So this week, what could we all be talking about but… ‘Global Forum’??
Before us fellows even arrived in the office on our first day in July, our names were already up on the wall assigned to Global Forum teams. So after 15 weeks of talk talk talk – it was good to see it all in action.
As fellows, we got to listen to nearly all of the content on stage, and follow the journey of the forum through from ‘Reality Check’, to ‘Abolitionists of 2021’. For those of you who were not watching the ‘live stream’, here are a couple of my favourite quotes from the conference:
“Strategies change minds. Stories change hearts.”
To end modern day slavery, there needs to be tangible change – we need to create solutions to the economic, political and social problems which make people vulnerable to trafficking, and to provide futures for those that have been rescued. We need to engage both people’s minds, as well as their hearts, in the movement for those individuals to be most effective.
“There is a difference between what you are able to do, and what you are born to do”
This reminds me of the phrase, ‘don’t confuse activity with productivity’. I do believe that there is a place for everyone in the abolitionist movement, but the roles vary greatly. Just because we are busy working away does not automatically mean that we are being effective to the movement. Equally, you may contribute comparatively little time, but your influence could have great impact. Just because you are able or available to do something does not mean that it is necessarily what you were born to do.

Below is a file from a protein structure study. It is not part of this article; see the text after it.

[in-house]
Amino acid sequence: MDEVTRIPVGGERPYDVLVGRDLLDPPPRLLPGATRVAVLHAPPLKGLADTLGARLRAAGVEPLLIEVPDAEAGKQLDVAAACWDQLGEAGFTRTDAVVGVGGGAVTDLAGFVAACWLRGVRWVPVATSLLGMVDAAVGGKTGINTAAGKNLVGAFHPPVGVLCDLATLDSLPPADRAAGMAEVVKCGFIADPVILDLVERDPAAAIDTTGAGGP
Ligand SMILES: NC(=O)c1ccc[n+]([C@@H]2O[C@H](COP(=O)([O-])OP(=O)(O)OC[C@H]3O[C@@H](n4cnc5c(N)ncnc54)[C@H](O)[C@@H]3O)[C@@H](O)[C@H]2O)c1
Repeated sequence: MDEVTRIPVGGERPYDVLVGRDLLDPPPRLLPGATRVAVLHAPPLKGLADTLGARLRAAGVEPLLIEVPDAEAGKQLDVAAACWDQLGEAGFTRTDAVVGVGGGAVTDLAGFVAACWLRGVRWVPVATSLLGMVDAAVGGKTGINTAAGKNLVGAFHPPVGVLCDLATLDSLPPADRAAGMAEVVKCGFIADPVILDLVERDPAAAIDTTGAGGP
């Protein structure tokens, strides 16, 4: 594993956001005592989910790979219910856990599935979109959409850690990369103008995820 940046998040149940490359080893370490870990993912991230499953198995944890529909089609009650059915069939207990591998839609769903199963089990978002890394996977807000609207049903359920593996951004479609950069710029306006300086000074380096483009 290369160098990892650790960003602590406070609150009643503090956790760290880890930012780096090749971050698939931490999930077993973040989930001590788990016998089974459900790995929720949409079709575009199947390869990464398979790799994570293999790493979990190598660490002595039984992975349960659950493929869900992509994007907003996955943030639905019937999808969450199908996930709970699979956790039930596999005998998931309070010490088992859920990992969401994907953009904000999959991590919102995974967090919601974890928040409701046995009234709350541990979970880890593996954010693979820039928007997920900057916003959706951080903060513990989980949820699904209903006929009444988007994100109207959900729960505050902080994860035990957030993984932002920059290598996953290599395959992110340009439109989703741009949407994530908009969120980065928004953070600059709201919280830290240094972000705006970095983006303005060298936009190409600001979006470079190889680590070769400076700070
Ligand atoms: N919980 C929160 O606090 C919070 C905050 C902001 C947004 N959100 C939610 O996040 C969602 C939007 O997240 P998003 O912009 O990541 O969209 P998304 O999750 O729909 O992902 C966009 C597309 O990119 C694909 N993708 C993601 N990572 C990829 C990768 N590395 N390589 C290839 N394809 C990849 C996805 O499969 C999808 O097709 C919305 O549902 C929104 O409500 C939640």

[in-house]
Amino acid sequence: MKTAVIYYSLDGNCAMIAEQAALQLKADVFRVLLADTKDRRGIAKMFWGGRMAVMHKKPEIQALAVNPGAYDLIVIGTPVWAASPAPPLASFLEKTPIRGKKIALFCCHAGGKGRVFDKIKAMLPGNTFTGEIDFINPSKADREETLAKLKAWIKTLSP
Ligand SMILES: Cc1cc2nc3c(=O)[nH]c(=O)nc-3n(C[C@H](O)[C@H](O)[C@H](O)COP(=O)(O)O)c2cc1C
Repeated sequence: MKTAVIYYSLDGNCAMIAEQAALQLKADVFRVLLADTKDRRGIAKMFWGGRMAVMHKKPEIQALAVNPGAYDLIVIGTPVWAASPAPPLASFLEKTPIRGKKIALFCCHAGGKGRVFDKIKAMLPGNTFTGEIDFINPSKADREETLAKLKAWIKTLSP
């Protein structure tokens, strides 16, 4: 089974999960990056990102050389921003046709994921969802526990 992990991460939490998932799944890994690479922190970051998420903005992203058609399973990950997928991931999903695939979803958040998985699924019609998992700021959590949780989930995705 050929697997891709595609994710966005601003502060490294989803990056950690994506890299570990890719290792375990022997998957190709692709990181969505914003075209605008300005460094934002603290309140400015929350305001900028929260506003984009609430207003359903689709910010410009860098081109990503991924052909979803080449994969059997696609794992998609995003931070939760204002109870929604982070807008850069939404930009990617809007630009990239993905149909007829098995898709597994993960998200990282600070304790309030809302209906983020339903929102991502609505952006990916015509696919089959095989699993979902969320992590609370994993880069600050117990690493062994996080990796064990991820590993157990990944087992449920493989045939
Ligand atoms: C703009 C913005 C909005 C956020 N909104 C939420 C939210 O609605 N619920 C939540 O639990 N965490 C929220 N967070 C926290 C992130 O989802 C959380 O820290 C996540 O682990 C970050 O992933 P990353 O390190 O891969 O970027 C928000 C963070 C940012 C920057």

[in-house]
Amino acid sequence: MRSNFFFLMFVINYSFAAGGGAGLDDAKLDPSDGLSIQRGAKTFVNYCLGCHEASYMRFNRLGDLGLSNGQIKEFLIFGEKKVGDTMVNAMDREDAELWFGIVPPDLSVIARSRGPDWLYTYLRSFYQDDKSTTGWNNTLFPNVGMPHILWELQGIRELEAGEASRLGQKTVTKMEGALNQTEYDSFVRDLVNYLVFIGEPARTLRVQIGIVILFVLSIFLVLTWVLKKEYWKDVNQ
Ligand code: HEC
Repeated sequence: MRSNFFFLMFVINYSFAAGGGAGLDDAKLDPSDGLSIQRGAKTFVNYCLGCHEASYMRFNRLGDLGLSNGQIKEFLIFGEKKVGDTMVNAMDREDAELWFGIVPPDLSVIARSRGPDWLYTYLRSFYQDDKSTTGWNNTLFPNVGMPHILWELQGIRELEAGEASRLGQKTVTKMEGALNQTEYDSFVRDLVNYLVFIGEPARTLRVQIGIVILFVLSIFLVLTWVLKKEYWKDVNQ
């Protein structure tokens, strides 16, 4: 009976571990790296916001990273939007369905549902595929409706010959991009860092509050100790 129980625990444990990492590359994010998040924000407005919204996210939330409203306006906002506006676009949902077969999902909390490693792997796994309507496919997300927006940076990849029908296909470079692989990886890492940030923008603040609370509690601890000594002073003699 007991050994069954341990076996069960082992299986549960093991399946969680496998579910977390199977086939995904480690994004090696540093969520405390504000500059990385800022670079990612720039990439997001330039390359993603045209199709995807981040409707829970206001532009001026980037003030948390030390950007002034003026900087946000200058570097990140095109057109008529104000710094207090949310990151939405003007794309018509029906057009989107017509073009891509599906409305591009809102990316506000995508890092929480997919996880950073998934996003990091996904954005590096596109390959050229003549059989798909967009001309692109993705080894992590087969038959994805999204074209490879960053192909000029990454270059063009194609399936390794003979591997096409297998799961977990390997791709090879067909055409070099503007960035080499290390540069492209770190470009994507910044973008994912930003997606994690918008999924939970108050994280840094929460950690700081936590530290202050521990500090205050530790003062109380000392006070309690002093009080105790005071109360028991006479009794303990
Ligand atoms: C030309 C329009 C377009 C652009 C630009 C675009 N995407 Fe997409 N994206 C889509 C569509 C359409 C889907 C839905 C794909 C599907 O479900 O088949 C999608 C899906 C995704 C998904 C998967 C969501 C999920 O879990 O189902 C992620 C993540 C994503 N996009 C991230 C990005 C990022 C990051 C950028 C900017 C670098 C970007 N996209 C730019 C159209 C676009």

“Talent is fairly evenly distributed throughout the world. The realisation of that potential is grossly unevenly distributed.”
This reinforced in me the fact that people are so similar the world over. The constant reminder in the media that there is a divide between ‘developing’ and ‘developed’ nations, I think, subtly promotes an ‘us’ and ‘them’ mentality. But beneath the surface, there is the same talent that catapulted developed nations, when economic etc. opportunities allowed for that potential to be realised. The presentations by the NFS social enterprise team demonstrated how the groundwork can be done to help people realise and utilise their talents in areas of economic deprivation – developing communities, and not allowing the business of human trafficking to thrive.
In closing, I will leave you with a couple of fun Global Forum memories:
1) Making a ‘quick trip’ with Jill to the hotel to pick up some t-shirts, and running out of gas a mere 1k from the venue. We could pretty much see both the venue and the hotel, but had to recruit a further 3 people and 2 vehicles to coordinate a rescue – ridiculous.
2) Running with Jill between the hotel and the venue (why do all these stories involve Jill?!) A brisk morning jog led out with Jill’s marching drills – priceless.
3) Stocking up on snacks with Christy at Safeway. I was trying to get to grips with the hot food scenario and whether they charged by size of take-out box, or by lb. I asked Christy how it worked and her more than tired reply was, “Oh, um, I think you ask them and then they give it to you.” – Genius.